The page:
It was not until Vietnam when the spectacle of war again appeared.  F-16 jet fighters were once again Apocalyptic as they rained terror down from the skies.  The destruction was Biblical and epic.

Despite Hinduism’s image as one of shanti, Om, and peace, its mythology is based on endless cycles of destruction and rebirth.  The goddess Kali is the Destroyer and the god Siva dances for its rebirth.

Image result for images of Kali the destroyer with sword

Despite our intentions to end war and to progress towards a peaceful, accommodating, compassionate, and respectful Utopia, brutal, bloody, insensate conflicts will – as always – exist.   How can millennia of violent, aggressive, brutal, human history not be of relevance? Genghis Khan is more expressive of human nature than Jesus Christ ever was.

The Old Testament, of course, reads in parts like the chronicles of Genghis Khan.  Yahweh having seen how badly the Garden of Eden turned out, destroyed the world in the Flood.   When the world repopulated and returned to its evil ways, God sent a message to the sinful.  He destroyed the entire populations of Sodom and Gomorrah – men, women, children, and babies – in a vengeful, murderous purge.  That too did not work, and he sent Jesus to deal with a seemingly irremediable world.  His message of love, compassion, and brotherhood went unheeded, and the world now is no different than it ever was.  God anticipated this, of course, and vowed to destroy the entire universe in a fiery inferno.

So Genghis Khan, the Crusades, Sodom and Gomorrah, Hiroshima and Nagasaki, the firebombing of Dresden, the napalming of Vietnam, and the nuclear intentions of rogue states are all part of the same, predictable scenario.  The comic books of the Fifties were not aberrations but prophetic.  It would not be aliens who would destroy the world, but ourselves.  The same inevitability, the same destiny.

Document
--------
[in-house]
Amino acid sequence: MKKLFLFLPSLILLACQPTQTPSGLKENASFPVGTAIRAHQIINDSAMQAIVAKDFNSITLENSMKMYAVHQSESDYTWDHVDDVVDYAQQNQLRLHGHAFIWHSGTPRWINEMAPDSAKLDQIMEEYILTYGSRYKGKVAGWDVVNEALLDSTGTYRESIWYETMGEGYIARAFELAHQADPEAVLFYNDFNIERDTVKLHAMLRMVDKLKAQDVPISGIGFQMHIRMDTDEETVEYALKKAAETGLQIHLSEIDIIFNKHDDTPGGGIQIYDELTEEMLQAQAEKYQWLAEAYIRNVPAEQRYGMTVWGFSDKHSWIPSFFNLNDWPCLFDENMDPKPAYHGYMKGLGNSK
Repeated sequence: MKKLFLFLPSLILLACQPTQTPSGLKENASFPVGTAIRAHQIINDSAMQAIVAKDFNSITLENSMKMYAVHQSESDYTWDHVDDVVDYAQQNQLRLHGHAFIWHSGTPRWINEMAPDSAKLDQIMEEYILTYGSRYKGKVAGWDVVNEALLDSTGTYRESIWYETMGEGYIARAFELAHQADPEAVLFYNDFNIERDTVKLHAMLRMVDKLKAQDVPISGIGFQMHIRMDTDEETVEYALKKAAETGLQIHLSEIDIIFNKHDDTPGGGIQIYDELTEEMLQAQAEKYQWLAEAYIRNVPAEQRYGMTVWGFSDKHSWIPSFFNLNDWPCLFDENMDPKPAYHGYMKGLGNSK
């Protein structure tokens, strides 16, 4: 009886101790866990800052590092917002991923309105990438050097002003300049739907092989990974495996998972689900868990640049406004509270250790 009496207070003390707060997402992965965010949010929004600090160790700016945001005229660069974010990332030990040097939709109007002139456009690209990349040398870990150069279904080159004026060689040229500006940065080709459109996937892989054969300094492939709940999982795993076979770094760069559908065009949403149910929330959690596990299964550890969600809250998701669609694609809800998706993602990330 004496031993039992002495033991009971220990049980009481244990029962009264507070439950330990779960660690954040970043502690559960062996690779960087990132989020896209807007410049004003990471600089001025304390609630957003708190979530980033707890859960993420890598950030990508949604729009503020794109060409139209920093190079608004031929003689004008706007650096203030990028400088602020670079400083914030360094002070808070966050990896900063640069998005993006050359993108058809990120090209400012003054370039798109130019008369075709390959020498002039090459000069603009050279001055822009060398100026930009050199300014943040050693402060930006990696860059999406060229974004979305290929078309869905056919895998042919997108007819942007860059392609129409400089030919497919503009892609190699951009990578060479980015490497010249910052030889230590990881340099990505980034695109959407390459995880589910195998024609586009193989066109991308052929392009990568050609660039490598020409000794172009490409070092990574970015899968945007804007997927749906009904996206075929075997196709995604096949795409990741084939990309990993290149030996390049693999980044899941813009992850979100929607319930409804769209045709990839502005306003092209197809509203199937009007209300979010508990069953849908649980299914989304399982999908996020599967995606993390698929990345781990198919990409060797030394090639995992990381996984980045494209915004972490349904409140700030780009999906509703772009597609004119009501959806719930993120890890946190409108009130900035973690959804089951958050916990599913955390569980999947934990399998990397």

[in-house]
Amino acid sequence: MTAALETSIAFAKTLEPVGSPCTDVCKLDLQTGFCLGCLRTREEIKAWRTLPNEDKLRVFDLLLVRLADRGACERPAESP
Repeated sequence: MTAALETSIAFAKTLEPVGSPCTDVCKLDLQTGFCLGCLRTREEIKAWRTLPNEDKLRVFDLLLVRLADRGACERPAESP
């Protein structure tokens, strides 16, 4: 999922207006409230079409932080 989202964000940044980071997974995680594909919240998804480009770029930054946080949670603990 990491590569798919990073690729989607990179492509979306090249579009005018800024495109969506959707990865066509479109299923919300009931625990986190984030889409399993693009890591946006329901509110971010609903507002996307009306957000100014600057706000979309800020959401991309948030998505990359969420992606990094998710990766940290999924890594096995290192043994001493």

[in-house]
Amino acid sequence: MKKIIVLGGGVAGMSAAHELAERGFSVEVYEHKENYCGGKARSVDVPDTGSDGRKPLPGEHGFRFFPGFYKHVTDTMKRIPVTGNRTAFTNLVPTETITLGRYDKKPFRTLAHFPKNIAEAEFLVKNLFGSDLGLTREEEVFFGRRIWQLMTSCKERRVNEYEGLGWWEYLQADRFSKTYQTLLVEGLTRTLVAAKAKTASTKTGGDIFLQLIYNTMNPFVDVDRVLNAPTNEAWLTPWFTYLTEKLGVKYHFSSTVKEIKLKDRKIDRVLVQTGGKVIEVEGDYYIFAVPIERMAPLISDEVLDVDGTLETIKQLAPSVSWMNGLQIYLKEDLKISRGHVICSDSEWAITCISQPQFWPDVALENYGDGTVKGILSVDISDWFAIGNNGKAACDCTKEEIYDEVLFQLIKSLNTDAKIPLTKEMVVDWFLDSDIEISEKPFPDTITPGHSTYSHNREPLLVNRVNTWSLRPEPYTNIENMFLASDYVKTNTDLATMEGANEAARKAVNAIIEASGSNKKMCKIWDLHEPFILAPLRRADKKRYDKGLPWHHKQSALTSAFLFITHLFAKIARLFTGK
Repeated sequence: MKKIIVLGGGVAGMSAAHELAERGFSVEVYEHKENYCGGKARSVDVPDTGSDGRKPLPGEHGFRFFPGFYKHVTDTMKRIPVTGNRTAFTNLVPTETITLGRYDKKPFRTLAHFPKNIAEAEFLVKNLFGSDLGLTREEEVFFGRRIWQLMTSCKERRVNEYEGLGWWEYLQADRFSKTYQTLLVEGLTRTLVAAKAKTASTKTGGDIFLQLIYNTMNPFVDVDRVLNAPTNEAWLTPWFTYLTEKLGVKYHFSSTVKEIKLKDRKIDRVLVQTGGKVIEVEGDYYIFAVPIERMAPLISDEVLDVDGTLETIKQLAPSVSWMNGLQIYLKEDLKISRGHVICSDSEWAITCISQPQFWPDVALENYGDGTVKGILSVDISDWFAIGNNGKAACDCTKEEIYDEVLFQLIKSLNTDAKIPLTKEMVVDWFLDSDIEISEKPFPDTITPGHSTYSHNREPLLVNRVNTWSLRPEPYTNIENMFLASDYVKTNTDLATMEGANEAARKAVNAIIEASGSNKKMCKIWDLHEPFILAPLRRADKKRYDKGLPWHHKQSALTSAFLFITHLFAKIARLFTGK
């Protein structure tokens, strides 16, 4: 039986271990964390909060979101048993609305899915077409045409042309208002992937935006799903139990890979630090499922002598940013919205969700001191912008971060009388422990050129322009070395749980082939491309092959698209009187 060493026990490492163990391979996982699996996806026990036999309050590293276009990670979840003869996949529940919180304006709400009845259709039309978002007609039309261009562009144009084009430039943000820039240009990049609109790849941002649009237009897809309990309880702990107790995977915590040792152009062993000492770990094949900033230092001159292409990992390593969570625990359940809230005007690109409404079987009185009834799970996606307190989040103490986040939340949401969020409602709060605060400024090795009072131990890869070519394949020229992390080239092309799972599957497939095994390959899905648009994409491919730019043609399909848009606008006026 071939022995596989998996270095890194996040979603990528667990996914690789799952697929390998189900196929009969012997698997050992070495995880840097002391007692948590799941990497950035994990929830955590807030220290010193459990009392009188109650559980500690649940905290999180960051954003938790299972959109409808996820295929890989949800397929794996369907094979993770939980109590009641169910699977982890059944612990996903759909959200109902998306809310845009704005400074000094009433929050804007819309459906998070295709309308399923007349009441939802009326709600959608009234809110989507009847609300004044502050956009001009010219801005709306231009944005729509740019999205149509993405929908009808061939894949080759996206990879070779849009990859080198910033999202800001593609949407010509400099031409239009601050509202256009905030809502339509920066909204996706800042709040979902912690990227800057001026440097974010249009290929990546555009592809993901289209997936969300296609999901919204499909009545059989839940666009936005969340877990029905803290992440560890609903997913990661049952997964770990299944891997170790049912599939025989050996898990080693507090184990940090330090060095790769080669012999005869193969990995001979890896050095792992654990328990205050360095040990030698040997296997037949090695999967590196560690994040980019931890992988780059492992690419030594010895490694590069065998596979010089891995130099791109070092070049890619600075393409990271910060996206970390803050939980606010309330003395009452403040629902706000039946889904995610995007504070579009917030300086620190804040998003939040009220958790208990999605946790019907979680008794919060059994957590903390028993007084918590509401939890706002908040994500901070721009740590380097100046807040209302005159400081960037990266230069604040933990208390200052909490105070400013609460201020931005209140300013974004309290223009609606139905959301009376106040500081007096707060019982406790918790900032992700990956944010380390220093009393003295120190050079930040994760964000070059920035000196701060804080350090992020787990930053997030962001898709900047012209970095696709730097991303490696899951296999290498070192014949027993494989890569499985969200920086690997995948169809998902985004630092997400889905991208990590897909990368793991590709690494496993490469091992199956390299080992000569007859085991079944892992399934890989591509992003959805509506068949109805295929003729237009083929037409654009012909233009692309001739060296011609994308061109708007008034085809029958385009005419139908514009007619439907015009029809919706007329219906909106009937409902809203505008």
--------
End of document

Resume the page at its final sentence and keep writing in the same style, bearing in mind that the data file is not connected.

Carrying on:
A few years back American boys played with He-man figures and created out of imagination and popular lore their own existential battles.

Image result for images fifties comic book covers aliens taking over earth

Hindu philosophy teaches cycles of destruction and regeneration as the natural order, but the destruction is much more human than the regeneration.  Nietzsche believed that an expression of pure Will – one beyond morality, beyond good and evil – is the only thing that validates our humanity.  The F-16 fighter pilot raining terror from the skies, the panther man ripping the throat out of his enemy, or Genghis Khan, Nietzsche’s perfect Superman rampaging his way through the civilized world, are all very much like us all.

Although we may live in a quiet, orderly, predictable world, there is something violently primitive still in us all; and as much as we talk about peace, community, and diversity, we cannot ignore it.

Our religions have become tame and tepid compared to the animistic and supremely powerful religions of pre-Columbian Mesoamerica, where the Zapotecs worshiped thunder, lightning, earthquakes, and violent storms and sacrificed their own to appease their gods. Our wars have become tame, remote, and surgical. Acts of human will and expressions of pure power are – for the time being – things of the past. 

This period of temperance, judicious political restraint cannot last,  Our lust for violence, our blood lust, sanctioned by acts of war must be satisfied and it soon will be. The New Age has tried to tame such lust, and boys are encouraged not to destroy things but to build them – trucks, cranes, and bulldozers are sought-after toys by concerned parents – but little boys find ways to engage the trucks in battle, to crash them, overturn them, and destroy them.  It’s in our genes.